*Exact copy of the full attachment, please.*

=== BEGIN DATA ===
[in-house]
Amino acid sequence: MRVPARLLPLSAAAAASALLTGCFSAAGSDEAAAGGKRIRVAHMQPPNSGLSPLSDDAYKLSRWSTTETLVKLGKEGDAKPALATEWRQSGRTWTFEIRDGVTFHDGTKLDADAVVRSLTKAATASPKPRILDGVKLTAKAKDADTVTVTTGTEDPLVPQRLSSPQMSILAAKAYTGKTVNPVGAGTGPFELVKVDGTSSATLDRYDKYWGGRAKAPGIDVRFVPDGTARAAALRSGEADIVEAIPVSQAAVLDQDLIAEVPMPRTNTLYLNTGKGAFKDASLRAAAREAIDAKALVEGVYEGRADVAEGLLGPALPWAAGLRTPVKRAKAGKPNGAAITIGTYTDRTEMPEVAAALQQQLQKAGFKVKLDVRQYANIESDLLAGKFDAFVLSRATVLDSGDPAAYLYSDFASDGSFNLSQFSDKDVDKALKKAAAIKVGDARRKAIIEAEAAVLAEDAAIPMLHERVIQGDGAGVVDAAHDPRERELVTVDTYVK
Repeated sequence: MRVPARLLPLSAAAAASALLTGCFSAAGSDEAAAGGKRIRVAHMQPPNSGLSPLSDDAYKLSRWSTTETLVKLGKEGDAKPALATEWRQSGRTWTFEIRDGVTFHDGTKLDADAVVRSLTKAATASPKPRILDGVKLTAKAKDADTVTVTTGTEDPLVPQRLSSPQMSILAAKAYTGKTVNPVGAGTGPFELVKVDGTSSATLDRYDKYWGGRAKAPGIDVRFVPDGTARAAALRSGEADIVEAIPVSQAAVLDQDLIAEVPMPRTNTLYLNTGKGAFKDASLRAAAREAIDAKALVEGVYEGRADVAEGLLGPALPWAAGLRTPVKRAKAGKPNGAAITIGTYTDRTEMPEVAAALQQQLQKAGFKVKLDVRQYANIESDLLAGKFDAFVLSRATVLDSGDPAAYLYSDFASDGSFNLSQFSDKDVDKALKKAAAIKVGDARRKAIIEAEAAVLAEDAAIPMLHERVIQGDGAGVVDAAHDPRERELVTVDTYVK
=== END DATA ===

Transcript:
[in-house]
Amino acid sequence: MRVPARLLPLSAAAAASALLTGCFSAAGSDEAAAGGKRIRVAHMQPPNSGLSPLSDDAYKLSRWSTTETLVKLGKEGDAKPALATEWRQSGRTWTFEIRDGVTFHDGTKLDADAVVRSLTKAATASPKPRILDGVKLTAKAKDADTVTVTTGTEDPLVPQRLSSPQMSILAAKAYTGKTVNPVGAGTGPFELVKVDGTSSATLDRYDKYWGGRAKAPGIDVRFVPDGTARAAALRSGEADIVEAIPVSQAAVLDQDLIAEVPMPRTNTLYLNTGKGAFKDASLRAAAREAIDAKALVEGVYEGRADVAEGLLGPALPWAAGLRTPVKRAKAGKPNGAAITIGTYTDRTEMPEVAAALQQQLQKAGFKVKLDVRQYANIESDLLAGKFDAFVLSRATVLDSGDPAAYLYSDFASDGSFNLSQFSDKDVDKALKKAAAIKVGDARRKAIIEAEAAVLAEDAAIPMLHERVIQGDGAGVVDAAHDPRERELVTVDTYVK
Repeated sequence: MRVPARLLPLSAAAAASALLTGCFSAAGSDEAAAGGKRIRVAHMQPPNSGLSPLSDDAYKLSRWSTTETLVKLGKEGDAKPALATEWRQSGRTWTFEIRDGVTFHDGTKLDADAVVRSLTKAATASPKPRILDGVKLTAKAKDADTVTVTTGTEDPLVPQRLSSPQMSILAAKAYTGKTVNPVGAGTGPFELVKVDGTSSATLDRYDKYWGGRAKAPGIDVRFVPDGTARAAALRSGEADIVEAIPVSQAAVLDQDLIAEVPMPRTNTLYLNTGKGAFKDASLRAAAREAIDAKALVEGVYEGRADVAEGLLGPALPWAAGLRTPVKRAKAGKPNGAAITIGTYTDRTEMPEVAAALQQQLQKAGFKVKLDVRQYANIESDLLAGKFDAFVLSRATVLDSGDPAAYLYSDFASDGSFNLSQFSDKDVDKALKKAAAIKVGDARRKAIIEAEAAVLAEDAAIPMLHERVIQGDGAGVVDAAHDPRERELVTVDTYVK